Peter Giovannini

Peter Giovannini is currently Honorary Research Associate at the School of Anthropology and Conservation at the University of Kent, UK.

Peter has an interdisciplinary background in both natural and social sciences. Since 2004, he has carried out research in ethnomedicine, medical ethnobotany and nutritional anthropology in Latin America (Mexico, Ecuador and Bolivia). His PhD research (School of Pharmacy, London)  investigated the complementary use of biomedicine and traditional medicine and included 2 years fieldwork in the Mazatec Sierra, Oaxaca, Mexico.

Regarding medical diversity he is interested in how and why people use different types of medicines, especially in the context of medical pluralism, local knowledge and health, health and development, inequality and health, self-medication, migrants' health seeking behavior, the impact of globalisation and transnational networks on local pharmacopoeias. Recently, he wrote a health manual on the basis of his field research in Ecuador that supports the use of traditional medicine in 72 Achuar communities in the Amazon.

His methodological approach is interdisciplinary and combines the use of both qualitative and quantitative methods. He has published his research on high-impact factor Journals.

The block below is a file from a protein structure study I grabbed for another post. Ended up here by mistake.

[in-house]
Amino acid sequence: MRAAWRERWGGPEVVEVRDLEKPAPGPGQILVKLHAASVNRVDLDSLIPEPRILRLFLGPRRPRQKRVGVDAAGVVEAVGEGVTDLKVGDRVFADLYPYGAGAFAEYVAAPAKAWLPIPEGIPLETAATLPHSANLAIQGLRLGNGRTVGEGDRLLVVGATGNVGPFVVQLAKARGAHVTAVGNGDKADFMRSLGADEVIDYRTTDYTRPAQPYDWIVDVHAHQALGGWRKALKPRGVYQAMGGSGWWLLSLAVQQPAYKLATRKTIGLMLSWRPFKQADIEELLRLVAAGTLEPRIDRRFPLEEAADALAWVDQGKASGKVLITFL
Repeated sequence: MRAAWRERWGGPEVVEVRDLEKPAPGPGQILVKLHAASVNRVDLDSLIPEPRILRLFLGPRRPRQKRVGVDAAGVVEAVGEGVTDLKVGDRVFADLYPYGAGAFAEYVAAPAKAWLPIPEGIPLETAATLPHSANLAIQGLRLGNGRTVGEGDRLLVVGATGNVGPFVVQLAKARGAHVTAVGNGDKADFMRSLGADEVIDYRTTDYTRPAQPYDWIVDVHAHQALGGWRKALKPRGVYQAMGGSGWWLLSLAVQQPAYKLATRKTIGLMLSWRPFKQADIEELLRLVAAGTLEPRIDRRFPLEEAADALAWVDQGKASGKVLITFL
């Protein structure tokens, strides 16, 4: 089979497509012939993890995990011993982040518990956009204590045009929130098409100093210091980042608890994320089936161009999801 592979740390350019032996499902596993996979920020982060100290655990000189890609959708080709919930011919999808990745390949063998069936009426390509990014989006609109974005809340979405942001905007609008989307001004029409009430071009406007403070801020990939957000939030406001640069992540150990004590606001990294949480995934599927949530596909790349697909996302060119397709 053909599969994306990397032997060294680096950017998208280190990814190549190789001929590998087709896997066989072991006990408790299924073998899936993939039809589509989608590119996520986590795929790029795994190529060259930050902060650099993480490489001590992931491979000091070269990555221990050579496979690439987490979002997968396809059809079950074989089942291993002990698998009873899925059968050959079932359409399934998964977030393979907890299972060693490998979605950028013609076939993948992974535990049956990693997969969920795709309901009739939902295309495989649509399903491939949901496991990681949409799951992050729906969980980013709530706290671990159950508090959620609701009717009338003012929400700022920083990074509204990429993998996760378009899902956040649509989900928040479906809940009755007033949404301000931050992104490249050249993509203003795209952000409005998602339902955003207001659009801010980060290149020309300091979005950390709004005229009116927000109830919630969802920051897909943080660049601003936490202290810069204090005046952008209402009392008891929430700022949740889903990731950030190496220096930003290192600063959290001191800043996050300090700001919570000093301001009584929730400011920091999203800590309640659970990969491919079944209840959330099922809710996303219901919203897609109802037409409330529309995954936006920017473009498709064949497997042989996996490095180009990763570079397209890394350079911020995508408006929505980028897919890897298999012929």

Publications include:
(downloadable from his webpage):

  • Giovannini, P., Reyes-García, V., Waldstein, A., Heinrich, M. (2011). Do pharmaceuticals displace local knowledge and use of medicinal plants? Estimates from a cross-sectional study in a rural indigenous community, Mexico. Social Science & Medicine, 72(6), 928-936.
  • Giovannini, P., & Heinrich, M. (2009). Xki yoma' (our medicine) and xki tienda (patent medicine) - interface between traditional and modern medicine among the Mazatecs of Oaxaca, Mexico. Journal of ethnopharmacology, 121(3), 383-99.
  • Godoy, R., Reyes-García, V., Broesch, J., Fitzpatrick, I., Giovannini, P., Martínez-Rodríguez, M. R., Hunca, T., Leonard, W. R., McDade, T. W., Tanner, S. and TAPS Bolivia study team. (2009). Long-term (secular) change of ethnobotanical knowledge of useful plants separating cohort and age effects. Journal of Anthropological Research, 65, 51-67.
  • Godoy, R., Tanner, S., Reyes-García, V., Leonard, W. R., McDade, T. W., Vento, M., Broesch, J., Fitzpatrick, I., Giovannini P., Hunca, T., Jha N. and TAPS Bolivia study team. (2008). The effect of rainfall during gestation and early childhood on adult height in a foraging and horticultural society of the Bolivian Amazon. American Journal of Human Biology, 20, 23-34.